Farm Credit System Reform
The Farm Credit System (FCS) is a $321 billion government-sponsored enterprise (GSE) that competes directly with banks, making farm, ranch, consumer, housing, business and energy loans.
If the FCS were a bank, it would the nation’s seventh largest. The FCS was the first GSE, established in 1916, when farmers had limited options available to finance their operations. However, thanks to a robust banking industry, that is no longer the case today, and farmers enjoy the same credit opportunities as their urban counterparts. As a GSE, the FCS also does not pay taxes at the same rate as banks; yet with more than $4.85 billion in profits annually, the FCS is more than capable of paying its fair share. Additionally, more than 68 individual FCS associations have more $1 billion in assets, making them larger than 88 percent of the banks in the country.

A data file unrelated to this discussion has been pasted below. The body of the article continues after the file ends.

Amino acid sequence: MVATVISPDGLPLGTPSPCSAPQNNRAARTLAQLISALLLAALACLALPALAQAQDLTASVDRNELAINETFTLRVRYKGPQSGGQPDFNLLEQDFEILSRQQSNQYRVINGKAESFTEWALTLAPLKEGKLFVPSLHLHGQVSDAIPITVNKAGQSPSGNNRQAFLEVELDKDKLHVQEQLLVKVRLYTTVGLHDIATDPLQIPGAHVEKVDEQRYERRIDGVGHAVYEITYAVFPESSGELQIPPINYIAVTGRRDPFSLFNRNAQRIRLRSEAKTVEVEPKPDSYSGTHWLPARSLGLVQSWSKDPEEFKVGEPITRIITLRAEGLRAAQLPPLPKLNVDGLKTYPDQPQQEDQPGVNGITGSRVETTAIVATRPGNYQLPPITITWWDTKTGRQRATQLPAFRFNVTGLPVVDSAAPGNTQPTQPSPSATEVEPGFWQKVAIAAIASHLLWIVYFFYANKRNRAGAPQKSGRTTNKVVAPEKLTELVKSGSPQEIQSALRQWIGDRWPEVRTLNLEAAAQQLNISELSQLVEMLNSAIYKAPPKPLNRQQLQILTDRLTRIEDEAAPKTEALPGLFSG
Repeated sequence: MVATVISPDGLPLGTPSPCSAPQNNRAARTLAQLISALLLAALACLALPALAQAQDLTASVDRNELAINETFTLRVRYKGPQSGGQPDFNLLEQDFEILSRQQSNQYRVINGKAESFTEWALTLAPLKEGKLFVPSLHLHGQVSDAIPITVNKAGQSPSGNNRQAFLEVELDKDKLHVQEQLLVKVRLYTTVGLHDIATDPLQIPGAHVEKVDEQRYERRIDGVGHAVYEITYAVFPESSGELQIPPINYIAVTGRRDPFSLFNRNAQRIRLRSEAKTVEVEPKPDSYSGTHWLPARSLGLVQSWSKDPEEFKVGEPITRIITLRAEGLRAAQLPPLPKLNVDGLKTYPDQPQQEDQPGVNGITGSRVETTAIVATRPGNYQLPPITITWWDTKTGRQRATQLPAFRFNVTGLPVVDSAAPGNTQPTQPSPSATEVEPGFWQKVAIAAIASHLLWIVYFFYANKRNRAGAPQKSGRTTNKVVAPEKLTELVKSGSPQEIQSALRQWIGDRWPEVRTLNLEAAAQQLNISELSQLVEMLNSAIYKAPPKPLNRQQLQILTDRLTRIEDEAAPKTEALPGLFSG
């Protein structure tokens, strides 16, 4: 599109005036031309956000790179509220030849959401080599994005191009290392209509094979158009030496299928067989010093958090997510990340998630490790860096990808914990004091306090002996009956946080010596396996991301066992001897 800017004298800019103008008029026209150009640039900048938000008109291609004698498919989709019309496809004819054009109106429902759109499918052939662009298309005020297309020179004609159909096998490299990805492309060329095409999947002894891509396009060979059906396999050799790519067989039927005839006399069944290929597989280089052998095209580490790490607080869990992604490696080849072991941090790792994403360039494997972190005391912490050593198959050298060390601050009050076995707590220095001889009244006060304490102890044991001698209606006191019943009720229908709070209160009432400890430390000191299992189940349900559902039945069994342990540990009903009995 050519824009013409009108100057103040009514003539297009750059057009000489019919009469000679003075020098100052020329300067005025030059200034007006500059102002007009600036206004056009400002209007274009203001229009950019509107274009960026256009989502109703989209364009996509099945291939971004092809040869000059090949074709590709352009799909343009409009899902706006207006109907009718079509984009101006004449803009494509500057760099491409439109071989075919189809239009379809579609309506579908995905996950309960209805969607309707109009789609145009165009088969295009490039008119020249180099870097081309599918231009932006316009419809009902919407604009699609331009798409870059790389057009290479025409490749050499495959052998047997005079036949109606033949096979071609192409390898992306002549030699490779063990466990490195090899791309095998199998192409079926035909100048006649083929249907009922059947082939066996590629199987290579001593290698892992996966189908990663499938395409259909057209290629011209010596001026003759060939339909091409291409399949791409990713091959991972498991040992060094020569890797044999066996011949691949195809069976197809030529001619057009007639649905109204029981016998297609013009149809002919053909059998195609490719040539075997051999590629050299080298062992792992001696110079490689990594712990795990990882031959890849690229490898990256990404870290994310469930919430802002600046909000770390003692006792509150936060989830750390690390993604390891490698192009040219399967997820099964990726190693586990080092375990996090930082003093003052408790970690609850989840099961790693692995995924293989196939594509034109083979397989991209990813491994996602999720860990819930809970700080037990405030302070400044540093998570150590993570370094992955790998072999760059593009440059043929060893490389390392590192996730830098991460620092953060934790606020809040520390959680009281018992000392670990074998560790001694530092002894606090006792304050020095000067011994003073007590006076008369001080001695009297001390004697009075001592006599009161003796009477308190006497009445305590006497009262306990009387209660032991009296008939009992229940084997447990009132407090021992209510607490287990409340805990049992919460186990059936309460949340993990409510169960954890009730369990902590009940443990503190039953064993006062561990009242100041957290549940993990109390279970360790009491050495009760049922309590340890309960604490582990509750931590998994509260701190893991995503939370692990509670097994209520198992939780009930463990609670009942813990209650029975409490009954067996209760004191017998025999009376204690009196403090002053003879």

As Congress continues to examine additional opportunities for tax reform, we urge members to eliminate the FCS tax subsidy, so that farm credit lenders that currently compete with traditional banks do so without an unnecessary and unfair tax advantage.